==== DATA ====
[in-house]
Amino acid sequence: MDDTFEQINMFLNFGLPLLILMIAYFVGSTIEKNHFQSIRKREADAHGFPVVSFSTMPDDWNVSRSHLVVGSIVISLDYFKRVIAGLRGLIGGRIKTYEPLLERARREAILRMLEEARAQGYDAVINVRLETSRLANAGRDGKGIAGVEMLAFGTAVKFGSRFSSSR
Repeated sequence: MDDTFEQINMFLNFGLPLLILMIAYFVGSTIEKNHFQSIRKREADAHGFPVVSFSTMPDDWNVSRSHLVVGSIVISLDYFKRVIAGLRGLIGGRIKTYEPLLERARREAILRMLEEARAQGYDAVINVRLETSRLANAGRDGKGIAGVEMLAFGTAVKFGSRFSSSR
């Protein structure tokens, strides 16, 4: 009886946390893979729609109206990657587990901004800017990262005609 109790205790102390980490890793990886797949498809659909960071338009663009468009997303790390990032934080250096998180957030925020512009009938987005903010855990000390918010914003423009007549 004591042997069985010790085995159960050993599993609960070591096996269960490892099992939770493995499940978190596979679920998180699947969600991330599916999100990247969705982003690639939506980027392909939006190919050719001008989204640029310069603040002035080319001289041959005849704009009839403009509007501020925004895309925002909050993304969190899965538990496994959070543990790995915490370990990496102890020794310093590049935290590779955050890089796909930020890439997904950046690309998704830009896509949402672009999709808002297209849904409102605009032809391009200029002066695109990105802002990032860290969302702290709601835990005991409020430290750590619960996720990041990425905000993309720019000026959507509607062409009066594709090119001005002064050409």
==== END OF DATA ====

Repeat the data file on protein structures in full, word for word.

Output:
[in-house]
Amino acid sequence: MDDTFEQINMFLNFGLPLLILMIAYFVGSTIEKNHFQSIRKREADAHGFPVVSFSTMPDDWNVSRSHLVVGSIVISLDYFKRVIAGLRGLIGGRIKTYEPLLERARREAILRMLEEARAQGYDAVINVRLETSRLANAGRDGKGIAGVEMLAFGTAVKFGSRFSSSR
Repeated sequence: MDDTFEQINMFLNFGLPLLILMIAYFVGSTIEKNHFQSIRKREADAHGFPVVSFSTMPDDWNVSRSHLVVGSIVISLDYFKRVIAGLRGLIGGRIKTYEPLLERARREAILRMLEEARAQGYDAVINVRLETSRLANAGRDGKGIAGVEMLAFGTAVKFGSRFSSSR
């Protein structure tokens, strides 16, 4: 009886946390893979729609109206990657587990901004800017990262005609 109790205790102390980490890793990886797949498809659909960071338009663009468009997303790390990032934080250096998180957030925020512009009938987005903010855990000390918010914003423009007549 004591042997069985010790085995159960050993599993609960070591096996269960490892099992939770493995499940978190596979679920998180699947969600991330599916999100990247969705982003690639939506980027392909939006190919050719001008989204640029310069603040002035080319001289041959005849704009009839403009509007501020925004895309925002909050993304969190899965538990496994959070543990790995915490370990990496102890020794310093590049935290590779955050890089796909930020890439997904950046690309998704830009896509949402672009999709808002297209849904409102605009032809391009200029002066695109990105802002990032860290969302702290709601835990005991409020430290750590619960996720990041990425905000993309720019000026959507509607062409009066594709090119001005002064050409």